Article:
Here's what I have been doing for my sustained withdrawal "budget". I take my net worth, and divide it by (85 - my current age). That gives me my yearly budget. It's essentially just dividing my savings by the number of years I have left to live. The upside is that I never run out of money until age 85. The downside is that it's very dependent on how the bond and equity markets do. I'm not sure if anyone else does it this way, but if you do something similar, does it work over the long run? I'm a little concerned I've been over-budget the past 2 years because of unexpected one-time expenses, so this is what makes me wonder about what happens 20 or 30 years from now.

Thank you in advance!
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Re: Sustainable Withdrawal Rates

Postby BRIAN5000 » 28 Jun 2012 19:18

My question is, what about after that?


These two articles may be of interest

Ten Reasons Why the 4% Rule is Too Simplistic for Retirement Planning

http://wpfau.blogspot.ca/search?updated ... results=50

and

from the comments section of another article " It was reassuring to read that Bernstein thinks a 2% withdrawal rate is bulletproof at any age below 65."

http://wpfau.blogspot.jp/2011/11/length ... -safe.html


40.00 years retirement = 57.60% equity, 3.71 % withdrawal is the supposed sweet spot ( I guess it has to be all nontaxable per the Top ten above, etc. ?)

It seems to me equity can be from 35 % to about 75% with no change in longevity just a change in bequest size.
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Re: Sustainable Withdrawal Rates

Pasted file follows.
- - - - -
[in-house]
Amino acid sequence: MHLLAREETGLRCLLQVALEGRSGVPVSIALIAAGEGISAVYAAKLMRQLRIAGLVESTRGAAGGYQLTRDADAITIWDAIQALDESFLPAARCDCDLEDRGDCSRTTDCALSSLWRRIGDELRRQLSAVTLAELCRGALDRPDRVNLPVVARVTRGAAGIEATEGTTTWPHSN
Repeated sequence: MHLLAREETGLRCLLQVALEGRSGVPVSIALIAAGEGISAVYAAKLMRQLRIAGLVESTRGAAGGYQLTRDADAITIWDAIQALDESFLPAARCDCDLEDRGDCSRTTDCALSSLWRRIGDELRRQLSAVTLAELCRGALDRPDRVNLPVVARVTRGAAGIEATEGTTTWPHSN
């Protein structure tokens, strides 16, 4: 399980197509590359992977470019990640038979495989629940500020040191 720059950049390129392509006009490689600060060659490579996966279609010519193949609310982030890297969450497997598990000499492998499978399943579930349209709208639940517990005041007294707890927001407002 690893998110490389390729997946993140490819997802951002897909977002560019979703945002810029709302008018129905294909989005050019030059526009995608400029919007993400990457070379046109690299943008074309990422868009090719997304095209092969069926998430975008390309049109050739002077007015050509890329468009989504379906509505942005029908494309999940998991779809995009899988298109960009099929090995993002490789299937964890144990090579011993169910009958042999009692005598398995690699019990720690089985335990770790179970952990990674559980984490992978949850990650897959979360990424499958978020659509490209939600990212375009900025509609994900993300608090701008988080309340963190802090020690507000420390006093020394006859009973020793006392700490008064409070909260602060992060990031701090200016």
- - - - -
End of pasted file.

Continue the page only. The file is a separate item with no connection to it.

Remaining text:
Postby Shakespeare » 28 Jun 2012 19:27

See also Sustainable withdrawal - finiki

and the "Calculators" section.
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Re: Sustainable Withdrawal Rates

Postby freedom_2008 » 28 Jun 2012 20:34

Thanks for the finiki work. There seems to have been lots of thought put into the topic, very interesting discussion.

But can't one just use the simple way: to live within your means (i.e. income) during retirement? We are also in our early/mid 50s', retired, no pension, living on interest and dividend income only. If we always need less than what comes in, with less than 20% in (dividend paying) equity and about 1/3rd of that in prefs, about 30% in provincial bonds, a bit more than 50% in 5yr GIC ladder and cash in HISA (enough for 5 years living), we haven't felt the need to give much thought about SWR for ourselves. Do we really need to? Have we missed anything? I guess one thing we don't care about is whether or not we die broke.
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Re: Sustainable Withdrawal Rates

Postby johnfranks » 29 Jun 2012 09:39

Thanks for the links. I'll check them out.